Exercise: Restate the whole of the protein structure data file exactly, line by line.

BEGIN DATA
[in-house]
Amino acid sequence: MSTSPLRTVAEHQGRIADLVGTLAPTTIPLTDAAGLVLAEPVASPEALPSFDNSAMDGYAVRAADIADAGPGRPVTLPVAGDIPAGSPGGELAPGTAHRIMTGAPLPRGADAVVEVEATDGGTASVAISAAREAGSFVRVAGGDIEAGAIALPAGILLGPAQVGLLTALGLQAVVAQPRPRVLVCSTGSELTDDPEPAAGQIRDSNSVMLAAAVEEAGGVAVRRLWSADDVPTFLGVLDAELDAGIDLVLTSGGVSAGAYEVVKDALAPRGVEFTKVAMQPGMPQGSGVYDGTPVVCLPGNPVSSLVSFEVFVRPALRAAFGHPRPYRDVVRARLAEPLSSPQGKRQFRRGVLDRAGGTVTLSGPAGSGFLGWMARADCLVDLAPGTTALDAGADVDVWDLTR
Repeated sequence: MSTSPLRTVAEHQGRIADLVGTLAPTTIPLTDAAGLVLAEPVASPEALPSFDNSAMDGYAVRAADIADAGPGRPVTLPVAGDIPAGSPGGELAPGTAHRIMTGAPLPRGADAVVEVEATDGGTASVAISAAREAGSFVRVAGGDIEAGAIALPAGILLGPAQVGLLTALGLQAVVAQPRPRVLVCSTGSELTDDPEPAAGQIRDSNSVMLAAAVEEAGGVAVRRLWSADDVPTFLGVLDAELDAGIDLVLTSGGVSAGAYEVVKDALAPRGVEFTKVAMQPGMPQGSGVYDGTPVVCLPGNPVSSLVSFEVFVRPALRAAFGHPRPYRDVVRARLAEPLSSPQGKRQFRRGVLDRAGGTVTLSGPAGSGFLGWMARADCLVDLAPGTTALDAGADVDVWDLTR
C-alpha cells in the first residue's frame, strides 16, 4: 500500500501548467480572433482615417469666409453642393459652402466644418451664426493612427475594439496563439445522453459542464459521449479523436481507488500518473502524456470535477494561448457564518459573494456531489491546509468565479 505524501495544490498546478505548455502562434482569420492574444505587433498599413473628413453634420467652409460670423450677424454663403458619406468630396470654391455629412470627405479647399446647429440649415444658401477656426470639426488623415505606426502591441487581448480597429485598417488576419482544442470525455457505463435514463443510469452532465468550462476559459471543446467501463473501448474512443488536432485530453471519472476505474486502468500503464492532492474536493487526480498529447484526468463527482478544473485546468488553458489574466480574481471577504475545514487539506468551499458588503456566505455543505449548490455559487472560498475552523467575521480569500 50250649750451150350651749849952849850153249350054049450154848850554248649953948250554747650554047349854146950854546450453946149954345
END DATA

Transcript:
[in-house]
Amino acid sequence: MSTSPLRTVAEHQGRIADLVGTLAPTTIPLTDAAGLVLAEPVASPEALPSFDNSAMDGYAVRAADIADAGPGRPVTLPVAGDIPAGSPGGELAPGTAHRIMTGAPLPRGADAVVEVEATDGGTASVAISAAREAGSFVRVAGGDIEAGAIALPAGILLGPAQVGLLTALGLQAVVAQPRPRVLVCSTGSELTDDPEPAAGQIRDSNSVMLAAAVEEAGGVAVRRLWSADDVPTFLGVLDAELDAGIDLVLTSGGVSAGAYEVVKDALAPRGVEFTKVAMQPGMPQGSGVYDGTPVVCLPGNPVSSLVSFEVFVRPALRAAFGHPRPYRDVVRARLAEPLSSPQGKRQFRRGVLDRAGGTVTLSGPAGSGFLGWMARADCLVDLAPGTTALDAGADVDVWDLTR
Repeated sequence: MSTSPLRTVAEHQGRIADLVGTLAPTTIPLTDAAGLVLAEPVASPEALPSFDNSAMDGYAVRAADIADAGPGRPVTLPVAGDIPAGSPGGELAPGTAHRIMTGAPLPRGADAVVEVEATDGGTASVAISAAREAGSFVRVAGGDIEAGAIALPAGILLGPAQVGLLTALGLQAVVAQPRPRVLVCSTGSELTDDPEPAAGQIRDSNSVMLAAAVEEAGGVAVRRLWSADDVPTFLGVLDAELDAGIDLVLTSGGVSAGAYEVVKDALAPRGVEFTKVAMQPGMPQGSGVYDGTPVVCLPGNPVSSLVSFEVFVRPALRAAFGHPRPYRDVVRARLAEPLSSPQGKRQFRRGVLDRAGGTVTLSGPAGSGFLGWMARADCLVDLAPGTTALDAGADVDVWDLTR
C-alpha cells in the first residue's frame, strides 16, 4: 500500500501548467480572433482615417469666409453642393459652402466644418451664426493612427475594439496563439445522453459542464459521449479523436481507488500518473502524456470535477494561448457564518459573494456531489491546509468565479 505524501495544490498546478505548455502562434482569420492574444505587433498599413473628413453634420467652409460670423450677424454663403458619406468630396470654391455629412470627405479647399446647429440649415444658401477656426470639426488623415505606426502591441487581448480597429485598417488576419482544442470525455457505463435514463443510469452532465468550462476559459471543446467501463473501448474512443488536432485530453471519472476505474486502468500503464492532492474536493487526480498529447484526468463527482478544473485546468488553458489574466480574481471577504475545514487539506468551499458588503456566505455543505449548490455559487472560498475552523467575521480569500 50250649750451150350651749849952849850153249350054049450154848850554248649953948250554747650554047349854146950854546450453946149954345